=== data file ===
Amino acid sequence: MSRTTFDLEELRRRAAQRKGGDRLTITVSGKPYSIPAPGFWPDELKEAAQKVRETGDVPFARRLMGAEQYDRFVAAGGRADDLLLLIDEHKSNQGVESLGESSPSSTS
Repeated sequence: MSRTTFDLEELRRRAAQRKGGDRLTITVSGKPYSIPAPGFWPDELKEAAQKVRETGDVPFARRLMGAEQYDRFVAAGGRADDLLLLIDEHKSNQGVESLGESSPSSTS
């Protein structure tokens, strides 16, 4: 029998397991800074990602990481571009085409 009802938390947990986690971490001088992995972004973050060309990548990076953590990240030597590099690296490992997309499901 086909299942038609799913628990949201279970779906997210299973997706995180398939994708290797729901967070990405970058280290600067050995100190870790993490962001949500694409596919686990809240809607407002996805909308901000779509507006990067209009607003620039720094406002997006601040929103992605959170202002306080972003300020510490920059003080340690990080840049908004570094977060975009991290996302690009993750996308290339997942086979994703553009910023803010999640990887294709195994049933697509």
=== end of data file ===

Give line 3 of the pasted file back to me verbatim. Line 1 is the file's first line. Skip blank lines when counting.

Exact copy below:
């Protein structure tokens, strides 16, 4: 029998397991800074990602990481571009085409 009802938390947990986690971490001088992995972004973050060309990548990076953590990240030597590099690296490992997309499901 086909299942038609799913628990949201279970779906997210299973997706995180398939994708290797729901967070990405970058280290600067050995100190870790993490962001949500694409596919686990809240809607407002996805909308901000779509507006990067209009607003620039720094406002997006601040929103992605959170202002306080972003300020510490920059003080340690990080840049908004570094977060975009991290996302690009993750996308290339997942086979994703553009910023803010999640990887294709195994049933697509």